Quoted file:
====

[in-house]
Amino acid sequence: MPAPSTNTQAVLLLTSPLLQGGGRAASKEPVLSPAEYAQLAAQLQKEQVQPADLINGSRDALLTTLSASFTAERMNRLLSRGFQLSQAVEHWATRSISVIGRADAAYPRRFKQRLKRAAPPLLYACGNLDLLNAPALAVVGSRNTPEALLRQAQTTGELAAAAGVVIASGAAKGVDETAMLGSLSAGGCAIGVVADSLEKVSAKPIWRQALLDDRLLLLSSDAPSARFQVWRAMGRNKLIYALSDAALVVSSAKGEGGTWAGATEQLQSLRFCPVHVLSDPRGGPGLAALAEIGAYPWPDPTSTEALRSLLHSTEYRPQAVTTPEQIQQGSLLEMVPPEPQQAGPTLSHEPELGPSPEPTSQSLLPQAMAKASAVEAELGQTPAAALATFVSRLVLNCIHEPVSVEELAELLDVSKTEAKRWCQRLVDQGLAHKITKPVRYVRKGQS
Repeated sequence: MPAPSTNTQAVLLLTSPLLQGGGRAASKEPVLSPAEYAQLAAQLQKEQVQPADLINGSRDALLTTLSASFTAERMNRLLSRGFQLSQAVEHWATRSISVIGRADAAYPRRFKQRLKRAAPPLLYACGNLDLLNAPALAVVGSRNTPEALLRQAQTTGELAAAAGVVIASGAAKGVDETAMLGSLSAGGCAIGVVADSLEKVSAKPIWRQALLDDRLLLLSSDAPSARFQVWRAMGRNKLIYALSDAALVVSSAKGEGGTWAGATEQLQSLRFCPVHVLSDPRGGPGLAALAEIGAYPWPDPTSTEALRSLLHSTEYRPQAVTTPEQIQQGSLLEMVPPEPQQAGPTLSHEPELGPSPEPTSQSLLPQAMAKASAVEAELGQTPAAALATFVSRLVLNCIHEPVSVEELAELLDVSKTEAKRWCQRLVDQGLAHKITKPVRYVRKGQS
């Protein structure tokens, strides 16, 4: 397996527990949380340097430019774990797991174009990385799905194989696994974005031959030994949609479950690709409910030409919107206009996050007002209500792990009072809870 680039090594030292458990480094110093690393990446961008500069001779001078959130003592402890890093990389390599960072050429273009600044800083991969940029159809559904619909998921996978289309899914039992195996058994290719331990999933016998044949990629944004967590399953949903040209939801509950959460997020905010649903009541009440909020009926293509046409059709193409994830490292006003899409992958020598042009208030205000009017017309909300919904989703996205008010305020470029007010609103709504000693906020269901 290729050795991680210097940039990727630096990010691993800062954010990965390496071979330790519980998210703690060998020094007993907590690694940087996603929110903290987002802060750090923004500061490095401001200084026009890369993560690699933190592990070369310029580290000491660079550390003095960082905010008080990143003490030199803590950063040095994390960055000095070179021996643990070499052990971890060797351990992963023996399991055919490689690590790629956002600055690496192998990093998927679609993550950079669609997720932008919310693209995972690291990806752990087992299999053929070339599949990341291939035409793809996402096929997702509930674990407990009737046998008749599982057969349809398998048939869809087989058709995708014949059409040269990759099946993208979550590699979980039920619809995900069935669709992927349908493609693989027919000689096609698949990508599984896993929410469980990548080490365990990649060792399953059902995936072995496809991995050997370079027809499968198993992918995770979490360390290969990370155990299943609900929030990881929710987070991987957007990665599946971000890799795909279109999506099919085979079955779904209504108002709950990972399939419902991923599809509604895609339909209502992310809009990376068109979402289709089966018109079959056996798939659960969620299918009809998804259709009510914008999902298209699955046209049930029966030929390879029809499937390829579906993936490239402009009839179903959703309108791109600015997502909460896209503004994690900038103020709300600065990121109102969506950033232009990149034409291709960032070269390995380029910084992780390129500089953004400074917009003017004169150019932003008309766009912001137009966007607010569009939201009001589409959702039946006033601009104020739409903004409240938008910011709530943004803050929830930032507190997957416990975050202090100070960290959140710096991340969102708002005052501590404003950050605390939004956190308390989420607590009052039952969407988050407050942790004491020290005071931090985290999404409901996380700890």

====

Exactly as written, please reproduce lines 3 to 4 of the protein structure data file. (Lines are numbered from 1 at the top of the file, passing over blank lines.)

Repeated sequence: MPAPSTNTQAVLLLTSPLLQGGGRAASKEPVLSPAEYAQLAAQLQKEQVQPADLINGSRDALLTTLSASFTAERMNRLLSRGFQLSQAVEHWATRSISVIGRADAAYPRRFKQRLKRAAPPLLYACGNLDLLNAPALAVVGSRNTPEALLRQAQTTGELAAAAGVVIASGAAKGVDETAMLGSLSAGGCAIGVVADSLEKVSAKPIWRQALLDDRLLLLSSDAPSARFQVWRAMGRNKLIYALSDAALVVSSAKGEGGTWAGATEQLQSLRFCPVHVLSDPRGGPGLAALAEIGAYPWPDPTSTEALRSLLHSTEYRPQAVTTPEQIQQGSLLEMVPPEPQQAGPTLSHEPELGPSPEPTSQSLLPQAMAKASAVEAELGQTPAAALATFVSRLVLNCIHEPVSVEELAELLDVSKTEAKRWCQRLVDQGLAHKITKPVRYVRKGQS
């Protein structure tokens, strides 16, 4: 397996527990949380340097430019774990797991174009990385799905194989696994974005031959030994949609479950690709409910030409919107206009996050007002209500792990009072809870 680039090594030292458990480094110093690393990446961008500069001779001078959130003592402890890093990389390599960072050429273009600044800083991969940029159809559904619909998921996978289309899914039992195996058994290719331990999933016998044949990629944004967590399953949903040209939801509950959460997020905010649903009541009440909020009926293509046409059709193409994830490292006003899409992958020598042009208030205000009017017309909300919904989703996205008010305020470029007010609103709504000693906020269901 290729050795991680210097940039990727630096990010691993800062954010990965390496071979330790519980998210703690060998020094007993907590690694940087996603929110903290987002802060750090923004500061490095401001200084026009890369993560690699933190592990070369310029580290000491660079550390003095960082905010008080990143003490030199803590950063040095994390960055000095070179021996643990070499052990971890060797351990992963023996399991055919490689690590790629956002600055690496192998990093998927679609993550950079669609997720932008919310693209995972690291990806752990087992299999053929070339599949990341291939035409793809996402096929997702509930674990407990009737046998008749599982057969349809398998048939869809087989058709995708014949059409040269990759099946993208979550590699979980039920619809995900069935669709992927349908493609693989027919000689096609698949990508599984896993929410469980990548080490365990990649060792399953059902995936072995496809991995050997370079027809499968198993992918995770979490360390290969990370155990299943609900929030990881929710987070991987957007990665599946971000890799795909279109999506099919085979079955779904209504108002709950990972399939419902991923599809509604895609339909209502992310809009990376068109979402289709089966018109079959056996798939659960969620299918009809998804259709009510914008999902298209699955046209049930029966030929390879029809499937390829579906993936490239402009009839179903959703309108791109600015997502909460896209503004994690900038103020709300600065990121109102969506950033232009990149034409291709960032070269390995380029910084992780390129500089953004400074917009003017004169150019932003008309766009912001137009966007607010569009939201009001589409959702039946006033601009104020739409903004409240938008910011709530943004803050929830930032507190997957416990975050202090100070960290959140710096991340969102708002005052501590404003950050605390939004956190308390989420607590009052039952969407988050407050942790004491020290005071931090985290999404409901996380700890």